In Israel, Gilad Shalit Is Everybody’s Son, and His Wedding Everybody’s Celebration

June 29, 2021 | Daniel Gordis
About the author: Daniel Gordis is the Koret Distinguished Fellow at Shalem College in Jerusalem and the author, most recently, of We Stand Divided: The Rift Between American Jews and Israel.

Dominating the headlines in Israeli newspapers last week, amid reports of COVID-19 variants and the usual spats at the Knesset, was the wedding of Gilad Shalit—who, while serving in the IDF in 2006, was captured by Hamas and held hostage for five years. He was released in exchange for 1,027 imprisoned terrorists, many of whom had murdered Israelis, and some of whom went on to do so again. Daniel Gordis writes:

The headline about Shalit’s having gotten married was classic Israeli. Ha-yeled shel kulanu, it read, “He’s the son of all of us” (bad English, but there’s no good way to render the Hebrew). Then it continues: “Gilad Shalit married Nitzan Shabbat.” . . . [T]his is a place where you actually have kids you’ve never met.

Zechariah Baumel was one of several soldiers taken prisoner when their unit was attacked in the battle of Sultan Yakub in June 1982. For years, Israel knew virtually nothing about his fate. Baumel’s father, Yona, devoted the rest of his life to pressing Israel to do more to get information, and as part of this many-years-long campaign, he ended up speaking to the middle-school class of one of our sons.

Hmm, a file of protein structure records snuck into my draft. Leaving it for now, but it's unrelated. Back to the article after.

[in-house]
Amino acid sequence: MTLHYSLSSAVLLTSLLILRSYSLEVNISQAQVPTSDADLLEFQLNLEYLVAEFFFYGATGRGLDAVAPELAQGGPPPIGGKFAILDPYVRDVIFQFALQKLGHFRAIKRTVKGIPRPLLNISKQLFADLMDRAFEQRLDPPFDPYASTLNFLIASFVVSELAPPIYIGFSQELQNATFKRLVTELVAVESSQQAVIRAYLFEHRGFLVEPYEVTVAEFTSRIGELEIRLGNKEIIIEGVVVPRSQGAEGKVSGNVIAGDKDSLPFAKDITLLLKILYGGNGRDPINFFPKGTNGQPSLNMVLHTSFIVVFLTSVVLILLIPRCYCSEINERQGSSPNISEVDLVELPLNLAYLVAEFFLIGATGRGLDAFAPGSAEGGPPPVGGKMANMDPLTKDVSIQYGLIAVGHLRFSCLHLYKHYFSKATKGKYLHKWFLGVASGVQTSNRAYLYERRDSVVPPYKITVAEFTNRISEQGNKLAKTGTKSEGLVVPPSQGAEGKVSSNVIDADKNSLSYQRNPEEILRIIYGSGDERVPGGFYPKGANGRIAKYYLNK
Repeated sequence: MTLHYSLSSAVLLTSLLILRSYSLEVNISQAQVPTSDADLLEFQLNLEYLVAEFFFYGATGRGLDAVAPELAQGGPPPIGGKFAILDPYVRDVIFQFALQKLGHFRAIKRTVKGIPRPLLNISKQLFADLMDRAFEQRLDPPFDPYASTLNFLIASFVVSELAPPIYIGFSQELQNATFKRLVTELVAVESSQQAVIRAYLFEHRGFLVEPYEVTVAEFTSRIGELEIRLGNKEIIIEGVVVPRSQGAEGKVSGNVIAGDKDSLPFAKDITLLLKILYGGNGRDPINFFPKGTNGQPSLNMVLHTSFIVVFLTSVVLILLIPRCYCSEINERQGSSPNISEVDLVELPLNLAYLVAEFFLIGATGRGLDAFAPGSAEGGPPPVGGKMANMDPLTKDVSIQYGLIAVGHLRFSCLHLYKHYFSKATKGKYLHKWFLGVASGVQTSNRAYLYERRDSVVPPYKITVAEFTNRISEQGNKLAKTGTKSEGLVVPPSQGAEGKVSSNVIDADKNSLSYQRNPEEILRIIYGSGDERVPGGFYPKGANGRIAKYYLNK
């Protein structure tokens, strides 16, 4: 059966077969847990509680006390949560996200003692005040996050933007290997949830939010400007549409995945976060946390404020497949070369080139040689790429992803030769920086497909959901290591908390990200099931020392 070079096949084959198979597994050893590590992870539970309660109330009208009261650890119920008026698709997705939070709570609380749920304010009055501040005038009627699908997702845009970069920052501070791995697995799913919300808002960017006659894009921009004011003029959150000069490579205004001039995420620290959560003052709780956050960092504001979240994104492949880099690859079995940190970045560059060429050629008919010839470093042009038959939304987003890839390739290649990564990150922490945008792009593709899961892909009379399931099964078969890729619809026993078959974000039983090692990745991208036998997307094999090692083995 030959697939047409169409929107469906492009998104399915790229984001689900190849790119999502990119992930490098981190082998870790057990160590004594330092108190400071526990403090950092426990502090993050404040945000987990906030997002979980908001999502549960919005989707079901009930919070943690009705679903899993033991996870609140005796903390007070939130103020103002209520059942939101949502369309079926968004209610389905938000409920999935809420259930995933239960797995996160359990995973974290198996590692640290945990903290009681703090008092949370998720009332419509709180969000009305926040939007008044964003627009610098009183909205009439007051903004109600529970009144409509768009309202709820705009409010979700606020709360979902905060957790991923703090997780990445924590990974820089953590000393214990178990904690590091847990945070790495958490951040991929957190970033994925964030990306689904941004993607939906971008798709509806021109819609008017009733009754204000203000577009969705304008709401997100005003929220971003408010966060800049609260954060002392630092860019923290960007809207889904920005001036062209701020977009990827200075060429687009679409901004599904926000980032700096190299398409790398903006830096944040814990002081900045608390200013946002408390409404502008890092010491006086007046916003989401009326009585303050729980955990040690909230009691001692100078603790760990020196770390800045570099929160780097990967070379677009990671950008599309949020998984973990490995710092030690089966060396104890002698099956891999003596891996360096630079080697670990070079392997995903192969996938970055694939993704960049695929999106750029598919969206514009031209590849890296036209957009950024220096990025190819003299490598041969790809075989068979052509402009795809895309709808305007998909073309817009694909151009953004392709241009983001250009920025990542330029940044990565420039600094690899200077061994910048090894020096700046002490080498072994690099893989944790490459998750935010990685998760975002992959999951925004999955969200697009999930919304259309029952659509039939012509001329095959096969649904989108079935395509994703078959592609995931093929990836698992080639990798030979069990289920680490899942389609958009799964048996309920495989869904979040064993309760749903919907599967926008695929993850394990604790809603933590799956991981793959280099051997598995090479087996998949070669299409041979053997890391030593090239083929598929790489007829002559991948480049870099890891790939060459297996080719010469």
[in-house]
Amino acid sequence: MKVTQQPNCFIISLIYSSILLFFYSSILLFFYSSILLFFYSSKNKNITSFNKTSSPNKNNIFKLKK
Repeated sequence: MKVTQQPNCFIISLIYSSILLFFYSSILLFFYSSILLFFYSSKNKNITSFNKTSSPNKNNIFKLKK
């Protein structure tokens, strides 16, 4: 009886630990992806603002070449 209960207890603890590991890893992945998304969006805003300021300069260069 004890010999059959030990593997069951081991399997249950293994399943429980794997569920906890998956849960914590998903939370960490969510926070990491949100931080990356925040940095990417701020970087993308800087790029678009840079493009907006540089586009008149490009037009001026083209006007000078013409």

Our son came home, and over dinner, told us about Baumel’s presentation. During the question-and-answer portion, he told us, one of his classmates asked Baumel if he worried that Zechariah was still being tortured. I grimaced; middle-school kids don’t yet know what you don’t ask. But I didn’t say anything, and our son continued. “No,” Yona Baumel told the kids, “I don’t worry that they’re torturing him. I just worry that he’s cold at night.”

What makes Israeli society what it is, is that there was no one in Israel who did not know who Gilad Shalit was. There was no one who did not think about him. That’s not only who we are, it’s why we are.

The joy felt in the Jewish state at the news of Shalit’s wedding calls to mind the prophecy of a forlorn and imprisoned Jeremiah, whom God told to bring a message of hope to a Judean people facing destruction: “Again there shall be heard in this place, . . . even in the cities of Judah, and in the streets of Jerusalem, that are desolate, without man, and without inhabitant, and without beast, the voice of joy, and the voice of gladness, the voice of the bridegroom, and the voice of the bride.”

Read more on Israel from the Inside:

Welcome to Mosaic

Create a free account to continue reading and you'll get two months of unlimited access to the best in Jewish thought, culture, and politics

Register Already a subscriber? Sign in now